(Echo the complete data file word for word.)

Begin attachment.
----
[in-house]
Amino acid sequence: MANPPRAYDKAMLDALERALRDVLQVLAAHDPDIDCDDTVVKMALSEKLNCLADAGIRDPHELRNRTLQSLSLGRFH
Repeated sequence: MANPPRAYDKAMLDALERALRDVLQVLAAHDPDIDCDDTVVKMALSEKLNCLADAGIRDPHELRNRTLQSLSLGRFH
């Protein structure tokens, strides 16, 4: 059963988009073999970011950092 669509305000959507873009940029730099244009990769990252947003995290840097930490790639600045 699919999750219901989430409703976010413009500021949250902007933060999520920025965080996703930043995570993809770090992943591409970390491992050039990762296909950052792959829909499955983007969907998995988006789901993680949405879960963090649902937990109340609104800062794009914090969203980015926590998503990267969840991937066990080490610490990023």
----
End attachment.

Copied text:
[in-house]
Amino acid sequence: MANPPRAYDKAMLDALERALRDVLQVLAAHDPDIDCDDTVVKMALSEKLNCLADAGIRDPHELRNRTLQSLSLGRFH
Repeated sequence: MANPPRAYDKAMLDALERALRDVLQVLAAHDPDIDCDDTVVKMALSEKLNCLADAGIRDPHELRNRTLQSLSLGRFH
């Protein structure tokens, strides 16, 4: 059963988009073999970011950092 669509305000959507873009940029730099244009990769990252947003995290840097930490790639600045 699919999750219901989430409703976010413009500021949250902007933060999520920025965080996703930043995570993809770090992943591409970390491992050039990762296909950052792959829909499955983007969907998995988006789901993680949405879960963090649902937990109340609104800062794009914090969203980015926590998503990267969840991937066990080490610490990023």